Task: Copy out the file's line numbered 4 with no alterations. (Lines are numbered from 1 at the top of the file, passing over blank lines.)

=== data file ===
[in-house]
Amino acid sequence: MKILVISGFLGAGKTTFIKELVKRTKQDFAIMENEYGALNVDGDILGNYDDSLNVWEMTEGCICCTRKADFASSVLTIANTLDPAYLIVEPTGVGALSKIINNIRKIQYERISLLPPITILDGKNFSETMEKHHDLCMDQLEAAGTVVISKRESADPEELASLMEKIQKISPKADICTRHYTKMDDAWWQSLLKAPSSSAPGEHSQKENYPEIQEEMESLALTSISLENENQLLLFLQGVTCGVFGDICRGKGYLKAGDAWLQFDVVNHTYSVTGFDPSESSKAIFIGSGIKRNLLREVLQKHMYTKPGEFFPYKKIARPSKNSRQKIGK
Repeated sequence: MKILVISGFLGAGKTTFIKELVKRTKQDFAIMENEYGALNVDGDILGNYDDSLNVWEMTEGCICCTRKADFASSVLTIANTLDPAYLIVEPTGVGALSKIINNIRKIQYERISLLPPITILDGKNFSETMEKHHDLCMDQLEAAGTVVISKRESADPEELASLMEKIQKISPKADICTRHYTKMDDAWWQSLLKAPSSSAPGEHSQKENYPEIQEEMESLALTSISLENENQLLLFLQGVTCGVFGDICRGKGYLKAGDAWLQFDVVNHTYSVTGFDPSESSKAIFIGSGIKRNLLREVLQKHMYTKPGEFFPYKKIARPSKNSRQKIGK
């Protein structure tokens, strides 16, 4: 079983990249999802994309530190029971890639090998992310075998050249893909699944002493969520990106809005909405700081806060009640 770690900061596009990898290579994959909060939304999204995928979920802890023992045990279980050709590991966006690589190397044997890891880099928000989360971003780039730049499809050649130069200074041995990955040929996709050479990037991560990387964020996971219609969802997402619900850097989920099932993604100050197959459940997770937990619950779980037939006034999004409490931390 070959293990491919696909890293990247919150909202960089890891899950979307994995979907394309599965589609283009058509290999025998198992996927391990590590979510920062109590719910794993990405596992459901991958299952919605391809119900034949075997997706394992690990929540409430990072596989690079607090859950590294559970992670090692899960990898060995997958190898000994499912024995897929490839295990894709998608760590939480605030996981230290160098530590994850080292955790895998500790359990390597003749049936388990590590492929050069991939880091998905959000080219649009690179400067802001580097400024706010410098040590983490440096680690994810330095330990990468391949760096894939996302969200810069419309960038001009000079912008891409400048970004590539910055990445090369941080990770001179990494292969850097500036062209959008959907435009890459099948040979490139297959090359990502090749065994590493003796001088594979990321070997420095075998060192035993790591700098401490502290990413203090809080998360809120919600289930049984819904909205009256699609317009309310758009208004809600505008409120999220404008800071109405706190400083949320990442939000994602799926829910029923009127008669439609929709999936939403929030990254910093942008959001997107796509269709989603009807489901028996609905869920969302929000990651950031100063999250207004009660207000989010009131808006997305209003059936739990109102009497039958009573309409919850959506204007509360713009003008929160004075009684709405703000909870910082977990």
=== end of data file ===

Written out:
């Protein structure tokens, strides 16, 4: 079983990249999802994309530190029971890639090998992310075998050249893909699944002493969520990106809005909405700081806060009640 770690900061596009990898290579994959909060939304999204995928979920802890023992045990279980050709590991966006690589190397044997890891880099928000989360971003780039730049499809050649130069200074041995990955040929996709050479990037991560990387964020996971219609969802997402619900850097989920099932993604100050197959459940997770937990619950779980037939006034999004409490931390 070959293990491919696909890293990247919150909202960089890891899950979307994995979907394309599965589609283009058509290999025998198992996927391990590590979510920062109590719910794993990405596992459901991958299952919605391809119900034949075997997706394992690990929540409430990072596989690079607090859950590294559970992670090692899960990898060995997958190898000994499912024995897929490839295990894709998608760590939480605030996981230290160098530590994850080292955790895998500790359990390597003749049936388990590590492929050069991939880091998905959000080219649009690179400067802001580097400024706010410098040590983490440096680690994810330095330990990468391949760096894939996302969200810069419309960038001009000079912008891409400048970004590539910055990445090369941080990770001179990494292969850097500036062209959008959907435009890459099948040979490139297959090359990502090749065994590493003796001088594979990321070997420095075998060192035993790591700098401490502290990413203090809080998360809120919600289930049984819904909205009256699609317009309310758009208004809600505008409120999220404008800071109405706190400083949320990442939000994602799926829910029923009127008669439609929709999936939403929030990254910093942008959001997107796509269709989603009807489901028996609905869920969302929000990651950031100063999250207004009660207000989010009131808006997305209003059936739990109102009497039958009573309409919850959506204007509360713009003008929160004075009684709405703000909870910082977990």